Being highly sensitive probably increases our vulnerability to anxiety and depression, which for many of us go together to some extent.
I’m sure that has been the case for me, and I have had varying degrees of these mood challenges for most of my life.
Part of my motivation in researching and creating my series of sites is to better understand a variety of social and psychological issues that affect talent development and creativity – including how mental health challenges affect us and our capacity for living a fulfilling and creative life – and what we can do to help ourselves, including counseling if that is appropriate.
But a disclaimer: I am a writer and researcher, not a therapist – so nothing on my various sites is meant to replace professional health advice and treatment.
Elaine Aron, PhD thinks “high sensitivity increases the impact of all emotionally tinged events, making childhood trauma particularly scarring.” [From the post Elaine Aron on High Sensitivity and the Undervalued Self - about her book of that title.]
That is a helpful concept, I think: that being highly sensitive increases the potency of any experiences with emotional elements.
A news release about research at Penn State said studies indicated that “Anxiety sensitivity, or the fear of feeling anxious, may put people who are already above-average worriers at risk for depression.”
Andres Viana, a graduate student in psychology, explains, “Those with anxiety sensitivity are afraid of their anxiety because their interpretation is that something catastrophic is going to happen when their anxious sensations arise.”
For more details about this research, see the article Anxiety sensitivity may put people at risk for depression.
The impacts of anxiety
In her book The Highly Sensitive Child, Elaine Aron notes that some sensitive adolescents may drink and use drugs to try to overcome anxiety or depression through self-medication.
Also see my article Gifted, Talented, Addicted.
But even if anxiety doesn’t get so extreme we feel a need to self-medicate or get professional help, feeling anxious adds to our unease and general discomfort with situations and other people – and ourselves.
“I think I’ve spent my adult life dealing with the sense of low self-esteem that sort of implanted in me. Somehow I felt not worthy.”
That quote by Halle Berry about being abused as a child, indicates how much impact trauma can have, and how anxiety from that kind of life experience may help prevent developing a healthy self concept.
See more quotes by her, and a number of other actors, writers such as J.K. Rowling, and psychologists on the impact of traumatic experiences, including bullying, in my post Creative People and Trauma.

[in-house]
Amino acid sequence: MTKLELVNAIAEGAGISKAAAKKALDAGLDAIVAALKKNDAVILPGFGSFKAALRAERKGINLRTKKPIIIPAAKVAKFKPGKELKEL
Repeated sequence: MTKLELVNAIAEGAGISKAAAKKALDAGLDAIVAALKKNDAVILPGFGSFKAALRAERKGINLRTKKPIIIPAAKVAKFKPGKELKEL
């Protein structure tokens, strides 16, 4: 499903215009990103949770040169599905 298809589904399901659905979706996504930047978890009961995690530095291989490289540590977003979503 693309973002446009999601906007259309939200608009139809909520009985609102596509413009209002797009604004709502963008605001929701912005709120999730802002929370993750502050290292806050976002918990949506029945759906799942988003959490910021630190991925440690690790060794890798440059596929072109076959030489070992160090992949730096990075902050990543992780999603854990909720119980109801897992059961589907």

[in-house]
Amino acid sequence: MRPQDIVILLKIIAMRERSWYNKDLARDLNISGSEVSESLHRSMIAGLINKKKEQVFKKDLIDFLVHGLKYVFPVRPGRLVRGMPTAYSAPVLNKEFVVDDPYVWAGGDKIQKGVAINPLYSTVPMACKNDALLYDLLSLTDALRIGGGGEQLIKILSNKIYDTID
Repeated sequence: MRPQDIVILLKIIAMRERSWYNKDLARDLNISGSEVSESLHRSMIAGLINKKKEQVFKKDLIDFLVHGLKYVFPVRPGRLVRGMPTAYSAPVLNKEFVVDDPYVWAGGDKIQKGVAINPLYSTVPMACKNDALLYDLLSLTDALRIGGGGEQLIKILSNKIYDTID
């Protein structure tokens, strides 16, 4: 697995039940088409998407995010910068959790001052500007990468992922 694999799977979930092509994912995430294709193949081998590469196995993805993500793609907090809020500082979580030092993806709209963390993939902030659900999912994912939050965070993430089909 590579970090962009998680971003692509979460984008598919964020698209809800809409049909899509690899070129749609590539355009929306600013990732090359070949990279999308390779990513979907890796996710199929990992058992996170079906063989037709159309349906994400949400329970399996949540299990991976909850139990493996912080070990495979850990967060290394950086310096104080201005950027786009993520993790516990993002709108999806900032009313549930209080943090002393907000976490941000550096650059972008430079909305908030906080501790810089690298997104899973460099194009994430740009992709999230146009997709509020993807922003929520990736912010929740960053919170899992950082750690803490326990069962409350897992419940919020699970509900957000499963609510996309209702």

Dealing with anxiety
In her Spring 2010 newsletter, Jenna Forrest wrote about the Tapas Acupressure Technique (TAT) – “For clearing emotional pain, traumatic flashbacks, anxiety triggers, and unwanted mental images in 2-3 minutes.”
I don’t know about TAT, but it sounds like EFT – see my post Counselor Rue Hass on using EFT to help highly sensitive people celebrate their positive qualities.
Also see my post Ten Tips For Relieving Anxiety.
I haven’t used either of those techniques, but have benefited from occasional use of the herbal preparation PureCalm, and the Holosync CD from Centerpointe Research, which I have used fairly often, and find very calming. I have also used St. John’s Wort – see list of resources at the bottom of this article.
Changing our environment
Dr. Ted Zeff notes that “Looking for happiness and trying to obtain a feeling of self-worth only from outside stimuli can create anxiety and tension for the reflective, sensitive person… If you know that a certain environment creates anxiety, either try to change the unhealthy, over-stimulating situation or remove yourself from the source of tension.”
From his HSP Health post Changing Habits.
Also listen to our audio interview: Dr. Ted Zeff on how people can benefit from being highly sensitive.
Video: Being Highly Sensitive – With Anxiety — includes clip: testimonial by Donna Meyers about experiencing shyness and other feelings that may go along with high sensitivity, and about getting relief for her anxiety using The Linden Method [link to info page on my Anxiety Relief Solutions site].
Outsider, sensitive men
Johnny Depp commented in an interview, “I’m able to express better the feelings of those who are a little outside. I don’t consider myself an outsider, but neither completely integrated in the society… Tim (Burton) and I share this kind of sensitivity, this way of understanding or not understanding the world.”